Coming back home to Eretz Yisrael and establishing Jewish independence, we are now supposed to be proudly in control of our lives. We felt legally entitled to our homes and could manage our own destiny. No one would drive us out or uproot our lives ever again and any enemy that would threaten our existence would have to deal with our superb military forces.


 Ever since this outrageous concept of “disengagement” was invented and thrown into the international arena by our prime minister, I could not help but feel that many world leaders were just waiting, like wild animals, to pounce on their prey. Their unmistakable message: The State of Israel cannot provide the Jews the assurance of stable, independent lives; the degradation of Jews being driven out of their homes and communities will continue, and even the worst humiliation of destruction of synagogues and places of Jewish study will again be implemented in the Jewish homeland itself.


 These feelings came to mind upon every visit of U.S. Secretary of State Condoleezza Rice or Javier Solano, foreign policy chief of the EU, when they demanded that this evil be perpetrated and did not forget to declare that this is only the first of other Israeli concessions to come. Sharon`s implementation of the expulsion turned him into a practical tool of the international community, which largely still finds it difficult to digest and accept the divine phenomenon of an independent Jewish people in their homeland.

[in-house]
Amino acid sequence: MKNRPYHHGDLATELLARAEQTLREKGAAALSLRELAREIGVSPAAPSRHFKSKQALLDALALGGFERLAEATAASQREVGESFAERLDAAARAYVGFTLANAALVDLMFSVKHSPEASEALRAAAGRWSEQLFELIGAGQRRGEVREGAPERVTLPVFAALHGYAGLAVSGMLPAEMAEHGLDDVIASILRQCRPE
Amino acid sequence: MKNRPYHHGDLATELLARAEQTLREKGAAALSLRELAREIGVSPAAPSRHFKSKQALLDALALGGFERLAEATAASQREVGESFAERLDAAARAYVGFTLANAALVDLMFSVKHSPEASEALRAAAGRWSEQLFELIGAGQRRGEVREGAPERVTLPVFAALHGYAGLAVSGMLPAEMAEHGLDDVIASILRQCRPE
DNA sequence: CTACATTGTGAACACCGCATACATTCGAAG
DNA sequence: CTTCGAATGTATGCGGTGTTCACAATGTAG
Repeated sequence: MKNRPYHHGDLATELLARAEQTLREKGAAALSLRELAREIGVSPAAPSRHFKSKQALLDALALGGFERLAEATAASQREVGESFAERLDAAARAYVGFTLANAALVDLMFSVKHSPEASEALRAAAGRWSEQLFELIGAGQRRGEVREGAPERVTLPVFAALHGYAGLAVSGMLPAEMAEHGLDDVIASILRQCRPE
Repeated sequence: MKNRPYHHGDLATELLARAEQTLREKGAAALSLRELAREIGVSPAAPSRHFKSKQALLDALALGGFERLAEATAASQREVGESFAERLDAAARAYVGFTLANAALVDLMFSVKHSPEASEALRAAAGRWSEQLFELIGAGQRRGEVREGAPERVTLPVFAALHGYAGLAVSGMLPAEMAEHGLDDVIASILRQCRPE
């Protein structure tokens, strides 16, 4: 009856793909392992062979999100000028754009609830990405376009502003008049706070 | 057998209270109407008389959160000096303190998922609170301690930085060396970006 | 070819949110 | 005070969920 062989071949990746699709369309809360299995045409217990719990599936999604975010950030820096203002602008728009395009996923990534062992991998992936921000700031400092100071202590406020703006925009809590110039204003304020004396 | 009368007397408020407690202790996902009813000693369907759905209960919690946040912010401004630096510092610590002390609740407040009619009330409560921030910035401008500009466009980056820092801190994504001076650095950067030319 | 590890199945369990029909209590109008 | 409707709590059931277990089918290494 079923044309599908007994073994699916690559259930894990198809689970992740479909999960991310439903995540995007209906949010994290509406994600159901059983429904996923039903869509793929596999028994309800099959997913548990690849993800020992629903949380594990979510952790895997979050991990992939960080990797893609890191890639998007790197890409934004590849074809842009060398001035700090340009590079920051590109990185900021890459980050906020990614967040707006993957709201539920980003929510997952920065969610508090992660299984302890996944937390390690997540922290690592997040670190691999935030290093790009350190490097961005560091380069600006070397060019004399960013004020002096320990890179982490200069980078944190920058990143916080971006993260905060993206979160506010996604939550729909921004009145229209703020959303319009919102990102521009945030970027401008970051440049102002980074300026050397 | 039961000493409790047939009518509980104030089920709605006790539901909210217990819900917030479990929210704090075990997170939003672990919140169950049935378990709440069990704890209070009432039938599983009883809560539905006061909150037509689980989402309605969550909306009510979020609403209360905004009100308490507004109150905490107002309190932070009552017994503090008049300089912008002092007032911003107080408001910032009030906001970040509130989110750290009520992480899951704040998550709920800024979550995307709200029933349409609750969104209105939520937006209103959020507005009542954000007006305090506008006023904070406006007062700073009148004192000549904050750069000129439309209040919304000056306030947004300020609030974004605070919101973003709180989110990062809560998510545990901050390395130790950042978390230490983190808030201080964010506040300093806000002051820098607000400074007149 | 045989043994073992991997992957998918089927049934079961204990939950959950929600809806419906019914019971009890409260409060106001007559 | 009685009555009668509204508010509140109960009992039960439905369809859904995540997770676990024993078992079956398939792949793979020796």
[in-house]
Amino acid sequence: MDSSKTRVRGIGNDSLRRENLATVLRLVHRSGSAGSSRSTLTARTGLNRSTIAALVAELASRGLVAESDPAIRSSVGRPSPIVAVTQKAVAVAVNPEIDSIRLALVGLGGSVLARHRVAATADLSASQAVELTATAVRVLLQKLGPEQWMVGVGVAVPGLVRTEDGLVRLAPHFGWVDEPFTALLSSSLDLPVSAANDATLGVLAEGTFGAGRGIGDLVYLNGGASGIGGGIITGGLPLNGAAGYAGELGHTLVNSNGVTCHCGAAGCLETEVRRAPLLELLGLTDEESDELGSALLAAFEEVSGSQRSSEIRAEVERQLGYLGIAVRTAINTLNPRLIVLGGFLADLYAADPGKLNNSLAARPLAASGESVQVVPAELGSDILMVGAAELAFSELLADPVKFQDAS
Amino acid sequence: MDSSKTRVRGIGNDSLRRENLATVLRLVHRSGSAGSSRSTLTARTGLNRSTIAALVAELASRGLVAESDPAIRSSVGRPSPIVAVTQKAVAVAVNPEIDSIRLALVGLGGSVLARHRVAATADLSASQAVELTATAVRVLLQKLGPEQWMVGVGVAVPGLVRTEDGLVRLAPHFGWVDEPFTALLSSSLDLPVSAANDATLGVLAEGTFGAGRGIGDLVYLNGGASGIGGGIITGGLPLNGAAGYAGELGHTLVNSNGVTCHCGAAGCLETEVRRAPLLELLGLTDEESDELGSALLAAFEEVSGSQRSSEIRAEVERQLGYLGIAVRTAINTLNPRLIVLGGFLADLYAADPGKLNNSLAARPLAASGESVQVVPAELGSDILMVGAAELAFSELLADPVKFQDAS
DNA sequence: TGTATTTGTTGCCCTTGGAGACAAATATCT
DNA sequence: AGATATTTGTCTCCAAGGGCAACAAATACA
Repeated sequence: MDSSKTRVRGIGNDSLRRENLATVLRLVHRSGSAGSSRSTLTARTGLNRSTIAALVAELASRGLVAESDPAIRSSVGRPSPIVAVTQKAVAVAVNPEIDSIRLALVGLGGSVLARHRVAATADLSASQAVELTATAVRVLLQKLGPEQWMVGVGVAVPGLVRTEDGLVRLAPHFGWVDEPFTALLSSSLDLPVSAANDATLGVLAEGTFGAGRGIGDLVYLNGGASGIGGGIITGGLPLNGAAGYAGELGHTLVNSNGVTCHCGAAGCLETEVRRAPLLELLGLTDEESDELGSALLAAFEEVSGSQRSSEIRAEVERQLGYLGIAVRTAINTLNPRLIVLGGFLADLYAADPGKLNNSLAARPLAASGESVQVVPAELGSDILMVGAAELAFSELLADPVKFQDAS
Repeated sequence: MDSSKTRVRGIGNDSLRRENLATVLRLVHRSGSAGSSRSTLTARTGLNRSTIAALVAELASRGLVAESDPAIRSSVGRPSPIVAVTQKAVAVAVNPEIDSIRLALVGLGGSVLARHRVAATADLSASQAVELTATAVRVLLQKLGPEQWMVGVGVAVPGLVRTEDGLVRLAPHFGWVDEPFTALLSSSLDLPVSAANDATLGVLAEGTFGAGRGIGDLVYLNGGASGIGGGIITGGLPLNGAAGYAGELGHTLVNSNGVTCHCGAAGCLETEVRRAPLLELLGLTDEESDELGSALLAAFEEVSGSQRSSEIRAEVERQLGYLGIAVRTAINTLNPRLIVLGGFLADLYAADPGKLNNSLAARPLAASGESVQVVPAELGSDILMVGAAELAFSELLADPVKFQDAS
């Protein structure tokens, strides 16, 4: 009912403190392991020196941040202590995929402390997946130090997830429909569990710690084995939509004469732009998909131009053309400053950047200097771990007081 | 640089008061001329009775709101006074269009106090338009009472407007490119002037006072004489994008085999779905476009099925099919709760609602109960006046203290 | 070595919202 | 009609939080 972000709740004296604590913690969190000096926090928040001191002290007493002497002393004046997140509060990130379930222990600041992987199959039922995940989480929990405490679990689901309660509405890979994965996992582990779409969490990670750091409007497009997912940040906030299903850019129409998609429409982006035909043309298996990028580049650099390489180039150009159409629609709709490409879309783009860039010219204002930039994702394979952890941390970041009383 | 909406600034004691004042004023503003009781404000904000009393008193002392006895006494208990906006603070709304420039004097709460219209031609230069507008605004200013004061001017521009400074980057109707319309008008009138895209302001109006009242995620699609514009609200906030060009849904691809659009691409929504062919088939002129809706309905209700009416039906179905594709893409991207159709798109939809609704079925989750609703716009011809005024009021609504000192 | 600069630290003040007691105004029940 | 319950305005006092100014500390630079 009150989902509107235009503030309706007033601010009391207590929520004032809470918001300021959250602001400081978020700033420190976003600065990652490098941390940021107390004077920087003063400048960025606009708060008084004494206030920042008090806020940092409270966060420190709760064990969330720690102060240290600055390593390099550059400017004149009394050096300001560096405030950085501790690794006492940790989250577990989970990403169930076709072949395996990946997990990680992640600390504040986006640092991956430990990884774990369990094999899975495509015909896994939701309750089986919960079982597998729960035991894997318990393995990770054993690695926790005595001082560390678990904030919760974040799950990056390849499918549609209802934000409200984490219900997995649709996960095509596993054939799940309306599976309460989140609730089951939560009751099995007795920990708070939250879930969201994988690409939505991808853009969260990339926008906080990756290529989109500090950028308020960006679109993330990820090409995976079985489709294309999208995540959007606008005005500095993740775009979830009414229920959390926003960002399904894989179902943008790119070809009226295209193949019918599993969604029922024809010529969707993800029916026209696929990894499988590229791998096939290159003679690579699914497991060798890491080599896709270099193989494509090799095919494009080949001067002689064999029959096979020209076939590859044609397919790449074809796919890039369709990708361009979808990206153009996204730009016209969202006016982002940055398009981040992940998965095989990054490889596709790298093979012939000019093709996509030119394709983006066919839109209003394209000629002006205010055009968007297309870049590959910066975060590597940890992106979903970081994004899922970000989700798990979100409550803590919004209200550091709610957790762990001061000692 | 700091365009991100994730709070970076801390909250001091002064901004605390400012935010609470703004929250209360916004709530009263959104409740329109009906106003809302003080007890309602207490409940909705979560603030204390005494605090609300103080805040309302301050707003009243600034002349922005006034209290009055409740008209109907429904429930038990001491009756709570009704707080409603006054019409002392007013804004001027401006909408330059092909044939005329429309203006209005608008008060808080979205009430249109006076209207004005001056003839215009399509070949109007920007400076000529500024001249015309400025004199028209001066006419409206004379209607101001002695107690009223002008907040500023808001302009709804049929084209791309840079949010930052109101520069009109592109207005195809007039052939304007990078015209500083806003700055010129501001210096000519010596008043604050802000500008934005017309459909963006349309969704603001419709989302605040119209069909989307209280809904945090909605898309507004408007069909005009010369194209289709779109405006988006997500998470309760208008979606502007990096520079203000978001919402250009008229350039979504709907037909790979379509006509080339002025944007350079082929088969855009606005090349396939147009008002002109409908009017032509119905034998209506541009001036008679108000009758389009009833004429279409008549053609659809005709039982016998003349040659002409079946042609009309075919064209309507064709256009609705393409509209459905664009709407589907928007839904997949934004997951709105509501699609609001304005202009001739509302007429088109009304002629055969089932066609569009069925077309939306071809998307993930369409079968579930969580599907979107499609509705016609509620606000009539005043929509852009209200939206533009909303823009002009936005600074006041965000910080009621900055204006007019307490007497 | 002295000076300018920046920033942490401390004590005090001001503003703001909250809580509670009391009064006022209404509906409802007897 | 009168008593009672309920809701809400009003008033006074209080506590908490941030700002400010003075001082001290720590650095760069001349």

In contrast to an Israeli government detached from divine Zionist reality, the inspiring power of faith and devotion flourished among multitudes of the Jewish People. Hundreds of thousands of committed and attached Jewish brethren, clinging to their Zionist ideals, clutching the holy earth of Eretz Yisrael, completely dedicated to their people and their land, engaged themselves for the cause. This great, spontaneous phenomenon revealed the eternal character of our nation. This eternal strength will overcome all temporary weaknesses and failures of tired leaders lacking the courage and faith to guide our people in these difficult times.